Updated on July 8, 2015
Getting involved at KU Law
KU Law affords students countless opportunities to tailor a legal education to meet your personality. Combined with a smaller to mid-sized student body and comparable to other reputable law schools, students receive the individualized attention foundational to a successful experience. Entering law school, I have always hoped to work in Kansas City at either a corporation or law firm. Therefore, I sought opportunities that would best prepare me for my future. KU Law exceeded my expectations.
As a first-year student, I was immediately presented with opportunities for mentorship and networking. Career Services provided me with a valuable mentor to explore the ins and outs of networking and job-prospecting in Kansas City. I was also paired with a Dean’s Fellow (upper-level student mentor) that provided a valuable student-perspective on the transition from undergraduate to law school. Additionally, the student body has countless organizations, social events, and activities to choose between. Immediately, I felt connected and involved in my law school.
As the year progressed, I began exploring more substantive opportunities to gain hands-on experience. I participated in the joint writing competition and was accepted to the Kansas Journal of Law & Public Policy. On the Journal, I had the opportunity to edit, review, and cite-check the work of prestigious practitioners, professors, and scholars. This perfectly aligned with my desire to develop strong legal writing and researching abilities. I also obtained an invaluable position as a judicial extern for Magistrate Judge K. Gary Sebelius through KU Law’s Judicial Clinic. This provided a real opportunity to understand the practice of law as a young attorney and apply my classroom learning in a meaningful way.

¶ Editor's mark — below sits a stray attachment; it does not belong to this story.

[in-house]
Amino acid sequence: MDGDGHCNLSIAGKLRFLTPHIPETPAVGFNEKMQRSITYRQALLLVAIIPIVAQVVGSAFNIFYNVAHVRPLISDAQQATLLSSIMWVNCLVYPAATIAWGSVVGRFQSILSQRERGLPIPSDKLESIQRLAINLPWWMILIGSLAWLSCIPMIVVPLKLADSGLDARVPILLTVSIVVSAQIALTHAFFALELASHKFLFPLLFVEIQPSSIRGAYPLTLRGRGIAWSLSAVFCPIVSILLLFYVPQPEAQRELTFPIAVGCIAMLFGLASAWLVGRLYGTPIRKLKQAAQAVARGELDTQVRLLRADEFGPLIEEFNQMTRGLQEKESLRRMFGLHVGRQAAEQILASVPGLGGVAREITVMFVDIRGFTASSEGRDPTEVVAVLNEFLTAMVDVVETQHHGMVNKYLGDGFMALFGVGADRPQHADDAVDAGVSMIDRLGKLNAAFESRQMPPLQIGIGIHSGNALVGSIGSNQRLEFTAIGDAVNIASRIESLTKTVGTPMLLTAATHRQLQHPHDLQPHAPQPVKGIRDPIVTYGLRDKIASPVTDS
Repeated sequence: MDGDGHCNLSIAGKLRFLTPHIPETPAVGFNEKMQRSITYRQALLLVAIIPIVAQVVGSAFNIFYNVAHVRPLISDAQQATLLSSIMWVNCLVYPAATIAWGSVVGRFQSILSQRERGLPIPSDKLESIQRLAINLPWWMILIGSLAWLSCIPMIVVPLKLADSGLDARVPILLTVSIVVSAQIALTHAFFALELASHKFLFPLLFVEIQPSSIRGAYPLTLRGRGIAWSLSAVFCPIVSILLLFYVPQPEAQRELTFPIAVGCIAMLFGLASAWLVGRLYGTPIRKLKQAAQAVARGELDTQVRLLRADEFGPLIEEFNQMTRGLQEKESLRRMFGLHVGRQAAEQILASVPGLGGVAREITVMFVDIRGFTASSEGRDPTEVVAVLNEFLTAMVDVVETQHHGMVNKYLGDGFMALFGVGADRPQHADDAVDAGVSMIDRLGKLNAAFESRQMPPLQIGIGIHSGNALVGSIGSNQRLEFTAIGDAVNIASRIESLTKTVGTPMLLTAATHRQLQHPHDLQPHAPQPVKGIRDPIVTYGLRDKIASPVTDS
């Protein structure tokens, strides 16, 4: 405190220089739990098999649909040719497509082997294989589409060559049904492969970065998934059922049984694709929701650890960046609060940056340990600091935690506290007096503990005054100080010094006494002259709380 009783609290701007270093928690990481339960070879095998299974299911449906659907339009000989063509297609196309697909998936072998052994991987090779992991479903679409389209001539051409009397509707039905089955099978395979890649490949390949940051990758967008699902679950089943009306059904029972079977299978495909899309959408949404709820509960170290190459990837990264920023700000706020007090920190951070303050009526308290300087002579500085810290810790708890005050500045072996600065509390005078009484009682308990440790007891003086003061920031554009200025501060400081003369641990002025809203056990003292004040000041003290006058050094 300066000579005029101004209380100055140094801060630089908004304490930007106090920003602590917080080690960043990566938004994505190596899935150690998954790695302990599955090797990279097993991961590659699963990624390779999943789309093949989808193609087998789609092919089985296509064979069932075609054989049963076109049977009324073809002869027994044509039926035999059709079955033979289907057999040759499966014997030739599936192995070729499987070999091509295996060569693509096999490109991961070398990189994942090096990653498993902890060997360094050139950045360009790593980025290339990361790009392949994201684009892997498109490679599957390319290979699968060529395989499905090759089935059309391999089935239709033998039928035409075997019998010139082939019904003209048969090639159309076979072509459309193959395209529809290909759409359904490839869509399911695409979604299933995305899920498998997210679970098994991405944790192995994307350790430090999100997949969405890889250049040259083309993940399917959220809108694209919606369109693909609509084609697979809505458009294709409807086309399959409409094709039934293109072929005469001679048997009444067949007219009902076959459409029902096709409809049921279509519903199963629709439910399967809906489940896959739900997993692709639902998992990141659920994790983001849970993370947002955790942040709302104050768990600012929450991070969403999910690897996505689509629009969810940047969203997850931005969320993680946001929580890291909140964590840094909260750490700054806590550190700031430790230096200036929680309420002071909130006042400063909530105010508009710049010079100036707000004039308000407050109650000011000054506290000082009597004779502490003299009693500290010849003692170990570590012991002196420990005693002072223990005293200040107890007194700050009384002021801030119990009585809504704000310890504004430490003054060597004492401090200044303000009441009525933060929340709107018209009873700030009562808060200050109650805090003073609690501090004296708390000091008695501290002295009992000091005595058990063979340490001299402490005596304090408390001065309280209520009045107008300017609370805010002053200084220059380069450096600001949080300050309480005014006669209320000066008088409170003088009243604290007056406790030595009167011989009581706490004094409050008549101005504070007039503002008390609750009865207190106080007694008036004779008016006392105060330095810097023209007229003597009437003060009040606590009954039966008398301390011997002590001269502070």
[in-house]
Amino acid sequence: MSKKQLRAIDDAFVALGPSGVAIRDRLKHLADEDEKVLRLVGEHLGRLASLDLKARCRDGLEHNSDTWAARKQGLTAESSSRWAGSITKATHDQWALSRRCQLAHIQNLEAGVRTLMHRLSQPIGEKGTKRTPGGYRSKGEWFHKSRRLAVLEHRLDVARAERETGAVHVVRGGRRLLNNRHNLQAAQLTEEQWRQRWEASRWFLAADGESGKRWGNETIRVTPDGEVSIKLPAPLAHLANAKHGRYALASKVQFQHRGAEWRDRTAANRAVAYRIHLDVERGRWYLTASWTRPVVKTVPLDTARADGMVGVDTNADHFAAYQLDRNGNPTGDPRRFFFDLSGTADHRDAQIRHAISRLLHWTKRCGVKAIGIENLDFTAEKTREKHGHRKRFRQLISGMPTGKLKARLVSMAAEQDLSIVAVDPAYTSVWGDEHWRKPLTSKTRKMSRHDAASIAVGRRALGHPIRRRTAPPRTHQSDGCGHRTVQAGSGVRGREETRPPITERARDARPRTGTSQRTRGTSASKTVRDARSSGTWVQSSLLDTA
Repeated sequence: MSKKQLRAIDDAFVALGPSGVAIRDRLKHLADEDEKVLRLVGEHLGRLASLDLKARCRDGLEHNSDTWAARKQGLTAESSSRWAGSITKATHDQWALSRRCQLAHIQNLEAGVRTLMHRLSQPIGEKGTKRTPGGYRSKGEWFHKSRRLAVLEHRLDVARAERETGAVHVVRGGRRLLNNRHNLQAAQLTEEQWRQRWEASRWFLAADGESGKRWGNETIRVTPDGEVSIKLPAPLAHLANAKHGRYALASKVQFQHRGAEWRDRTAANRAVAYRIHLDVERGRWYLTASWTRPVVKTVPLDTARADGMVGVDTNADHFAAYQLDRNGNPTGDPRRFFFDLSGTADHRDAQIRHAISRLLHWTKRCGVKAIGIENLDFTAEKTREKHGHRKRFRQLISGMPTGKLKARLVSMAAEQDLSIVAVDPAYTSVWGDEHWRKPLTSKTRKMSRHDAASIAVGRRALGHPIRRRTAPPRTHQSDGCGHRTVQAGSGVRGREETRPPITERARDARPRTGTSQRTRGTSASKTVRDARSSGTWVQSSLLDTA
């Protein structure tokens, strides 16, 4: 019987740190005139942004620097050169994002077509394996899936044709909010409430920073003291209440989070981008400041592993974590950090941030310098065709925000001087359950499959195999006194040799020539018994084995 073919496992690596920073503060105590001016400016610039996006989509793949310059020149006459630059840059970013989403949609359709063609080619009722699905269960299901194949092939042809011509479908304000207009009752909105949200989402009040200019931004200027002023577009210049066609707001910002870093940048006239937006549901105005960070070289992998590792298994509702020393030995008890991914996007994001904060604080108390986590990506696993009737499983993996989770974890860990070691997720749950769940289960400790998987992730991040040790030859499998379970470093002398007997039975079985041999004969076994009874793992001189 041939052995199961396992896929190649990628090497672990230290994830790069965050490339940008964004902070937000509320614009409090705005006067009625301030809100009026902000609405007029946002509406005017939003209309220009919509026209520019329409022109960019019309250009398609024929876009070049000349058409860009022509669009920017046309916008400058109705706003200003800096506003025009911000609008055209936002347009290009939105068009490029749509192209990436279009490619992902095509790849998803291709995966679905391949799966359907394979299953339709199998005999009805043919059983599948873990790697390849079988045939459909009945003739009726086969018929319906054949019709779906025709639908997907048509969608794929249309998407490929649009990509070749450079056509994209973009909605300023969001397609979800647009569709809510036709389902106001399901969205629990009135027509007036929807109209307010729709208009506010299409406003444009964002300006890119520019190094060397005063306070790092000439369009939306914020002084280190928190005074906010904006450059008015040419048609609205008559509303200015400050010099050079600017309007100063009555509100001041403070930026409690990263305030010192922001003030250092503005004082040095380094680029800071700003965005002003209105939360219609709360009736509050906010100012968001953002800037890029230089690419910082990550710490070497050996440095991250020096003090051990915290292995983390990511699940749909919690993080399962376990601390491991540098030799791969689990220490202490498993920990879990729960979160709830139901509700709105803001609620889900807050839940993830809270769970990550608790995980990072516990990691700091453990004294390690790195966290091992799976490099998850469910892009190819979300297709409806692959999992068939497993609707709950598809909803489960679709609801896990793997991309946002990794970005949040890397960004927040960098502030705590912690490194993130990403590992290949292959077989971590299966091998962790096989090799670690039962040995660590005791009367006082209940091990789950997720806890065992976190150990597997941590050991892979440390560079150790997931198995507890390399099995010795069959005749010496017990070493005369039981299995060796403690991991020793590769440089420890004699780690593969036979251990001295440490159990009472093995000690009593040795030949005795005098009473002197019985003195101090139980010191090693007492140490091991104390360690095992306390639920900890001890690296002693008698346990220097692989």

As a third-year student, I feel ready and able to tackle upcoming challenges. Additionally, each of these opportunities led to new and exciting opportunities. For example, I am currently the Senior Symposium Editor for the Journal and will help host a symposium on “The Role of the States in Federal Healthcare Reform” in February 2011. I know that the skills and experiences I had were made possible because KU Law values students having opportunities at their disposal. In considering law schools, be sure to consider not just how the classroom environment will contribute to your learning; strongly consider how the larger law school experience will facilitate your development as a young attorney. I could not be more satisfied with my choices and experiences at KU Law.
T.J. Trum, 3L